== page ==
• Civil Work: create paths, stairs, dwarf walls, fences, or element rows for your landscape project.
  • Watering system tools: define the watering installation using different sprinkler types, sprinkler distributions, and pipes.

Lands Design is under development. You can join the development proces by sending your feedback to the Lands Design Community (

More information:

A very good source for Rhino Tutorials

Sometimes it is really hard to find tutorials that are simple, communicative and to the point. This is a very good source for learning rhino through video tutorials:

An example is the command “cage”

<p><a href=”″>Using Rhino’ 5’s CageEdit Command</a> from <a href=””>Rhino Tutorials</a> on <a href=””>Vimeo</a&gt;.</p>

How to make topography models in Rhino with 4 easy steps

Often you will start a project with existing topographical information in the form of contour lines in a CAD program. This will allow you to quickly and easily develop a 3D model in Rhino.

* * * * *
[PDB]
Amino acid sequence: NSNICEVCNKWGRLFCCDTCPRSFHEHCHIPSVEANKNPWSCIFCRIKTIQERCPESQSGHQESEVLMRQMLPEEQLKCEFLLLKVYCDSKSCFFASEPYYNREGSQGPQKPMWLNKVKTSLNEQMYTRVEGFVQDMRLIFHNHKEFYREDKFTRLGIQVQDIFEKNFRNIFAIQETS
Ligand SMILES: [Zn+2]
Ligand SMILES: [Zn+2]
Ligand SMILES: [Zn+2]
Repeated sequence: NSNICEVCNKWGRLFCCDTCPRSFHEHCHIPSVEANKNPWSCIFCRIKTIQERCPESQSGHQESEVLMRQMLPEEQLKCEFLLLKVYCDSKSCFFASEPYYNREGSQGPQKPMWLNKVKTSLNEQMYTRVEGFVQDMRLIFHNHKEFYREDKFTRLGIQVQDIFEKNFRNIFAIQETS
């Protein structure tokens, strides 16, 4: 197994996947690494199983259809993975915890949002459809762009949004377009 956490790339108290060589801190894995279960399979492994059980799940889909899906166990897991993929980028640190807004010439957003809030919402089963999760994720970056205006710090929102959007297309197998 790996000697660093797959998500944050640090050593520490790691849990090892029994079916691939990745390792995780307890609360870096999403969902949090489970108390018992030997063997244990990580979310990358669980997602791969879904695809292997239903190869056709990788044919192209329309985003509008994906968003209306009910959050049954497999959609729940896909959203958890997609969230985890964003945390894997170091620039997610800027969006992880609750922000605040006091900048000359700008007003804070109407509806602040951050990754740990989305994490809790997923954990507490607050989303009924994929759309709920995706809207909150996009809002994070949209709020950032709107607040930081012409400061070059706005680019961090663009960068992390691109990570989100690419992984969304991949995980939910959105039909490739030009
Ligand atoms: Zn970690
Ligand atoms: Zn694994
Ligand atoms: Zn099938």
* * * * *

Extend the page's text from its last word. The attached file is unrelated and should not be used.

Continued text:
Step One – Prepare your Contour Lines. You can import most CAD drawing formats directly into Rhino although some information will be lost. Don’t worry too much as long as you can find and isolate the contour lines.

The contour lines do not need to be joined as a single line. But they do need to be at the correct vertical elevation or “Z” coordinate. Many CAD files already have this done, in which case you are in luck! otherwise be prepared to spend some time moving all your lines to the appropriate height. Once this is done you can move on to the next step.

Step Two – Extract Points. Your contour lines should look something like the images at the left hand side. The first thing to do is select all of the contour lines at once, being careful to select no geometry that is not elevation information. You might want to turn other layers off for this. Then you use the command in Rhino “Extract Points” Which will give you (depending on your contour line accuracy) thousands of points. Your model will look like the one on the right.